The licensing requirements by the State of Texas are minimal, at best. Any person with absolutely no construction experience can enroll in 488 classroom hours of inspection-related courses through a “test teaching” facility, pass a simplistic state test and become a licensed home inspector. When you realize that Texas requires 600 classroom hours to become a manicurist, and 1600 hours for a hair stylist, perhaps you will begin to put this into perspective.
Before January 1, 2005, real estate inspectors were required to complete a mere 188 classroom hours in order to become licensed.
Further exacerbating this problem has been the growing out-sourcing trend in corporate America. The ranks of licensed home inspectors in Texas rose from 2,196 in 2001 to 9,850 in January, 2008. That is an increase of almost 450% in just six years. This occurred during a period of time when the total state population grew by 16%. The overwhelming majority of these home inspectors are from backgrounds unrelated to residential construction.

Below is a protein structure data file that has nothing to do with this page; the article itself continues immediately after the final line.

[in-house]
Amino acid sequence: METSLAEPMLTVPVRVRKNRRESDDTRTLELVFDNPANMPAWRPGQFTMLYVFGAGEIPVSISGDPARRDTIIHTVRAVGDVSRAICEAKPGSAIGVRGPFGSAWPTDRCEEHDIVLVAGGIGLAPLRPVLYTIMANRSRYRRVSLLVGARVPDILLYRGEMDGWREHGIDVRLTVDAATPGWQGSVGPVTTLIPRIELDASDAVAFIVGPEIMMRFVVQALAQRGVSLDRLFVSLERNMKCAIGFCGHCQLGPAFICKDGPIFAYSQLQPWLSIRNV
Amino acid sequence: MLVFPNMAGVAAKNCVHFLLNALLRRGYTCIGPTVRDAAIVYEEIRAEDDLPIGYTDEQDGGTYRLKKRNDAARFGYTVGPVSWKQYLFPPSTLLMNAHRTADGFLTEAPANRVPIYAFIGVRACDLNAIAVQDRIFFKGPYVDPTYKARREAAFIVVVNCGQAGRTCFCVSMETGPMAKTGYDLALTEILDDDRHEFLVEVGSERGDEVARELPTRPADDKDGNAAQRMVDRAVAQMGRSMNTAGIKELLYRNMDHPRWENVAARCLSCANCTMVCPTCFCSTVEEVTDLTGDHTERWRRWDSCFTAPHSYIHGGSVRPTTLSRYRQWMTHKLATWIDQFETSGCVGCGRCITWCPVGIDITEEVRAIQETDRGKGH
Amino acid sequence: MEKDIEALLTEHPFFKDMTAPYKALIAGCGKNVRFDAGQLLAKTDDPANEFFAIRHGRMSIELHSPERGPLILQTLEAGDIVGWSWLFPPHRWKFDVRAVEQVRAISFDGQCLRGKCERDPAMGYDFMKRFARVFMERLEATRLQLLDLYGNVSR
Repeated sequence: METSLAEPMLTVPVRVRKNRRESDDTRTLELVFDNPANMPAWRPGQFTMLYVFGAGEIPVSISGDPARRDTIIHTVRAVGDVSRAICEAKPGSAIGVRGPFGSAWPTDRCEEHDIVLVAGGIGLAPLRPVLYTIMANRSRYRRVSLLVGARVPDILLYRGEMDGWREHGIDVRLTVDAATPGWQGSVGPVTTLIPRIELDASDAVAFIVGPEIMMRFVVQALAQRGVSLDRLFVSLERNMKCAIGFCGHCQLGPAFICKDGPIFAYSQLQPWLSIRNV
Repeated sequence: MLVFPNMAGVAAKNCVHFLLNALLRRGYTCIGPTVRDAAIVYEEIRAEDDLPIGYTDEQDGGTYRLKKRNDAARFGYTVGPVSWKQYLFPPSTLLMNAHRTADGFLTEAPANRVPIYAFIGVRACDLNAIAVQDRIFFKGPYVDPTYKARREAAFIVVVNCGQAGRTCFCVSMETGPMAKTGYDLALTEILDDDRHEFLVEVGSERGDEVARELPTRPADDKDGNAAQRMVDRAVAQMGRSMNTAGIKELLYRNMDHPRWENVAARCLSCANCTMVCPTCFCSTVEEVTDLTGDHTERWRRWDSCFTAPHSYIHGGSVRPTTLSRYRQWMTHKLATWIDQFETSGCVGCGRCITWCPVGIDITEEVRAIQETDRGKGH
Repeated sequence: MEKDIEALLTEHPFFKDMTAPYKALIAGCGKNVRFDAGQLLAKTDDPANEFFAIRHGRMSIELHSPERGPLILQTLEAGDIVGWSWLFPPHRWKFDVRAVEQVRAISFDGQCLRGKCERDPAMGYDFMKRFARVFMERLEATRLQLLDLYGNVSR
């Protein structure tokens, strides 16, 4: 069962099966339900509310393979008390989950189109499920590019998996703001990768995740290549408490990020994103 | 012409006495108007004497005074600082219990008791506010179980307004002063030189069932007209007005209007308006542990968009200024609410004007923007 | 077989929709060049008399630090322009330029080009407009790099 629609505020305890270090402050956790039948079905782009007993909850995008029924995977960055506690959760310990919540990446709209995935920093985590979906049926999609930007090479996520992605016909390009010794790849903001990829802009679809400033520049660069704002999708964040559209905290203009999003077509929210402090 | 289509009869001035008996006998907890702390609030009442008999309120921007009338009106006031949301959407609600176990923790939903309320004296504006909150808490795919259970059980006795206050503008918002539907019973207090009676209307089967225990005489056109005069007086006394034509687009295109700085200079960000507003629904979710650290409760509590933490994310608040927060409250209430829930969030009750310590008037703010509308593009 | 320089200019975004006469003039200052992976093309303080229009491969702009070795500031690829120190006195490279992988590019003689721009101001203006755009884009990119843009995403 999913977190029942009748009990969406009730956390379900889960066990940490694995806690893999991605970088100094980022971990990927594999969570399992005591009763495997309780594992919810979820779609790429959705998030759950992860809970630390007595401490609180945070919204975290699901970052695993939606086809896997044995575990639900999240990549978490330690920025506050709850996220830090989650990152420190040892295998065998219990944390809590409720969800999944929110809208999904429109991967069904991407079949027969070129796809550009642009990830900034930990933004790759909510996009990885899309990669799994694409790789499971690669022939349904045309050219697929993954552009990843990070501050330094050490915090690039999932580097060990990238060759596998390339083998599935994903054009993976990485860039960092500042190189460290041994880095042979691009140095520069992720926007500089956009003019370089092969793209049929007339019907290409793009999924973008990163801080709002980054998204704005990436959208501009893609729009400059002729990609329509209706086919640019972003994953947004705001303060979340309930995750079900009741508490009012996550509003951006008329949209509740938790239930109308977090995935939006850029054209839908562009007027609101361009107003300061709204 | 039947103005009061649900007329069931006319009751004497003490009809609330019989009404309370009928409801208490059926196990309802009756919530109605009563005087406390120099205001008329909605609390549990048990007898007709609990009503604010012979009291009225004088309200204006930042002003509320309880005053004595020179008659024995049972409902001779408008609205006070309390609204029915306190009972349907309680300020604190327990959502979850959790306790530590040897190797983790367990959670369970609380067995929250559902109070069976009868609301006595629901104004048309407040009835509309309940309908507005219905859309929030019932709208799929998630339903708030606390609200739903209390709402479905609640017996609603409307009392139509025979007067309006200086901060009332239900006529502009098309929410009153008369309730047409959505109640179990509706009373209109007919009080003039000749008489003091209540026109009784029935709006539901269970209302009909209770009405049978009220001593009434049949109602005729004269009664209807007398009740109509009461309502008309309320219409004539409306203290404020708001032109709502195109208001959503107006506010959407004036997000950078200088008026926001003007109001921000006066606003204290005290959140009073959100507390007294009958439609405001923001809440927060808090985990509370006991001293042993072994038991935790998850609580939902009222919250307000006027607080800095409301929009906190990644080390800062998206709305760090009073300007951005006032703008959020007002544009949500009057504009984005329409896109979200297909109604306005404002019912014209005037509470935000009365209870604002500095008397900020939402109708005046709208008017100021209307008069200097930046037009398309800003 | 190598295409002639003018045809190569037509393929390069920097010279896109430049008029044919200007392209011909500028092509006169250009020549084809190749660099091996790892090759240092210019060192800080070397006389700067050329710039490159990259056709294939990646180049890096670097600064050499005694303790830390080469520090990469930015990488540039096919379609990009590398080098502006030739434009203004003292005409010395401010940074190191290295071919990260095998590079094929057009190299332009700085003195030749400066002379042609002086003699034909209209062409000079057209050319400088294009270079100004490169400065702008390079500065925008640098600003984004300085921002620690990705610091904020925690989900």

You will know a home inspector has not been an inspector for very long if his or her TREC license number is over 10,000.
So buyer beware, if you want to provide a little on-the-job training for a relatively new home inspector with little experience, then retain an inspector with a high TREC license number. They may even charge a bit less for the inspection, while they are learning the trade. But if they miss an expensive problem during this inspection, it will become your problem after the closing.
You need the most educated and experienced home inspector available. Real estate agents, title companies and mortgage brokers may recommend inspectors who are lenient and don’t find much. A “clean” inspection report eliminates a potential roadblock in the way to their big commission checks. The same holds true when purchasing a new home. Refrain from asking your builder the name of his buddy, the inspector.
Finally, an inspector who completes computer generated reports on-site is typically rushed. We frequently spend more than two hours in the office putting our field notes and pictures together into a complete and accurate report.